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updated: 8/25/2014 10:42 PM

Lake Forest, Stevenson go 1-2 at county invite

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By Rusty Silber
Daily Herald Correspondent

The Lake County boys golf invitational at Fox Lake Country Club became a battle with mother nature on Monday afternoon.

First a thunderstorm delayed the start of the event.

The coaches of the 15-school event decided to make it a 9-hole shotgun start, instead of the planned 18 holes.

Then, a couple of hours later, another 45-minute delay came after most golfers had finished eight holes.

"We made it this far, why don't we get it all done and completed?" wondered Zion-Benton coach Spence Voss while waiting to get the golfers back on the course.

And yes, after the delay, completion was achieved.

Lake Forest won the Lake County Invitational for the first time in a couple of years with a team score of 148, while Stevenson carded the second spot with a better fifth score to edge Deerfield after both finished at 150.

"We have a team that this course is suited for," Stevenson coach John Rueth said. "We hit it straight and don't have the biggest guys. We're getting better and we have three kids back from last year that have a lot of experience. They are used to playing competitive golf."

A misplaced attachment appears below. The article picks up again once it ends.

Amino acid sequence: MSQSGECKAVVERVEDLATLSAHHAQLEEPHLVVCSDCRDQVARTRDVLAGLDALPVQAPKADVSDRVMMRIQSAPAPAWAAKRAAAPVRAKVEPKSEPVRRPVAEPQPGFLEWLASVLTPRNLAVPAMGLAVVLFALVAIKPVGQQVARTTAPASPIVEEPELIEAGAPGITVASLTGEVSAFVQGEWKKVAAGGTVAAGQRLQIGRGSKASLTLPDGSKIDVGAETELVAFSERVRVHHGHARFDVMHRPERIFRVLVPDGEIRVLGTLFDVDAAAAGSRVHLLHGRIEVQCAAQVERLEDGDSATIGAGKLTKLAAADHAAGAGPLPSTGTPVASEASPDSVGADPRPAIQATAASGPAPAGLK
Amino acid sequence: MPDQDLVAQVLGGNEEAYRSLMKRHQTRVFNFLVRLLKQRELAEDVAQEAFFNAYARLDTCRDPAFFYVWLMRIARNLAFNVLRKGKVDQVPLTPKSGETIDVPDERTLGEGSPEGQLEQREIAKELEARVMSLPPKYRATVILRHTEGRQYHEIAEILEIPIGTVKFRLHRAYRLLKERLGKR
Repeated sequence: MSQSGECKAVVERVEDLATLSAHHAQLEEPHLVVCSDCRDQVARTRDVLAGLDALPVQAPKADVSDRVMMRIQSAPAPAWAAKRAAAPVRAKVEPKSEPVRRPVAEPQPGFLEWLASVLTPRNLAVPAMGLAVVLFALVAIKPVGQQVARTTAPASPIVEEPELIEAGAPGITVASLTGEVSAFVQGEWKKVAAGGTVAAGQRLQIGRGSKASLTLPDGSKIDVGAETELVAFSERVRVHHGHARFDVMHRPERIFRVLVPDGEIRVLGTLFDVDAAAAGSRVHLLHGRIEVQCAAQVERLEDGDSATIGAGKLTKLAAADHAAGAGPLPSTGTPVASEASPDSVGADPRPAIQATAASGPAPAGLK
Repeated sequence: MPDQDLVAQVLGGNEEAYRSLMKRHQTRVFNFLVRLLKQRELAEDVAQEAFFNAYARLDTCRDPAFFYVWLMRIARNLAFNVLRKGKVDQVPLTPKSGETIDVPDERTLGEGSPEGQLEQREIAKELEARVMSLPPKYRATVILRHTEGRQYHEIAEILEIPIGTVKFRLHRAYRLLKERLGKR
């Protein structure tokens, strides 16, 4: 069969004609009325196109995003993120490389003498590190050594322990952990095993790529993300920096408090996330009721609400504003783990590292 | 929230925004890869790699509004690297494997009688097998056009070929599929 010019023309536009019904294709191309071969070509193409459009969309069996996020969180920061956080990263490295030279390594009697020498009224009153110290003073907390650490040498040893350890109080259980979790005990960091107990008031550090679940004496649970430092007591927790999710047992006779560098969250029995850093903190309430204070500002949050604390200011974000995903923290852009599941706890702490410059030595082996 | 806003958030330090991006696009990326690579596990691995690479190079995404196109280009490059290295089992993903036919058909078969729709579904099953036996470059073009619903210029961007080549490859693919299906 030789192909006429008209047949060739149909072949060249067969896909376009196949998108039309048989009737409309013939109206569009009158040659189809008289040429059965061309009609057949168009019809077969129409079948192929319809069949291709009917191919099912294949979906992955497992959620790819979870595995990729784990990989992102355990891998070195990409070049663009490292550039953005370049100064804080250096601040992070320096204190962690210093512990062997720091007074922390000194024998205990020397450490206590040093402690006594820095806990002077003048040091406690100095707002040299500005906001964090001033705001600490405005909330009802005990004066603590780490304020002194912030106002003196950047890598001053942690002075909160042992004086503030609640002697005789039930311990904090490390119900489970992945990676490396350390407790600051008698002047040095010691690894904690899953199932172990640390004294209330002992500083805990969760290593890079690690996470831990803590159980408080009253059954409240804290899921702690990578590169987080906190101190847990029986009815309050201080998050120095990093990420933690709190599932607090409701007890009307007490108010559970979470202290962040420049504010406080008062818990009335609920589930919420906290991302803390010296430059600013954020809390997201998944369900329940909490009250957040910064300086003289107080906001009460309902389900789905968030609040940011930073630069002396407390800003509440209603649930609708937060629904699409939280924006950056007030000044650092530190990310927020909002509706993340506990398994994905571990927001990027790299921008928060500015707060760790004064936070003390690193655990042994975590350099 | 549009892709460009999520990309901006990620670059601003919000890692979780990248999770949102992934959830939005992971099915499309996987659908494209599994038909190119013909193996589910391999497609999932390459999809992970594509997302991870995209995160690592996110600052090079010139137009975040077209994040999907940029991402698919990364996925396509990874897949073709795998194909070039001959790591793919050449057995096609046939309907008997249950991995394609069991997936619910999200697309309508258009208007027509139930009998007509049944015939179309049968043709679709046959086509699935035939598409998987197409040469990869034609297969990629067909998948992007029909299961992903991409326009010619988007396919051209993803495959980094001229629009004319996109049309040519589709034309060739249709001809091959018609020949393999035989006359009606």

Seniors Jason Gohde (37) and Luke Feder (39) along with sophomore Kamaren Sandhu (37) led Stevenson. Other key Patriots scores came from Kevin Chin (37), Jake LaBow (39) and Will Sebastian (40).

"I really didn't start off to well with a double (bogey), but then came back with a birdie," Sandhu said. "It really didn't bother me, I just had to keep things going."

Mundelein finished in fourth place with 158. Brett Parola led the Mustangs with 36. Ryan Magee added a 39, followed by Tyler White (41), Nick Chuma (42), John Lentz (42) and Jeff Lee (45).

Individually, Eric Bagg of Deerfield won medalist honors with a 34. Jack Garrity of Lake Forest shot a 35. After Parola's 36 were Mac Montagne from Lake Forest, Highland Park's Noah Apter, Warren's Jack Hansen and Stevenson's Chin at 37.

Going through the delays challenged Parola.

"It was rough with the wait, because I had my mind set for 18," Parola said. "I was a little frustrated to hear it was going to be nine. Biggest part of my game was that I get off the tee well.

"The greens were soft and the conditions were soft out there. It wasn't too bad."

Hansen started out with an errant shot that put him under a tree on his opening hole on No. 9. But he found his way back to the green and managed to get par. But it took Hansen a couple holes to get his game together.

"I was put back a couple of shots," Hansen said. "I picked it up and found something with my swing to get it together over the remaining holes. I'm used to playing 18, but when you play nine it's a different mindset -- you have to score quickly. You have to keep the scores low. If you play 18 then you have a chance to make it up."

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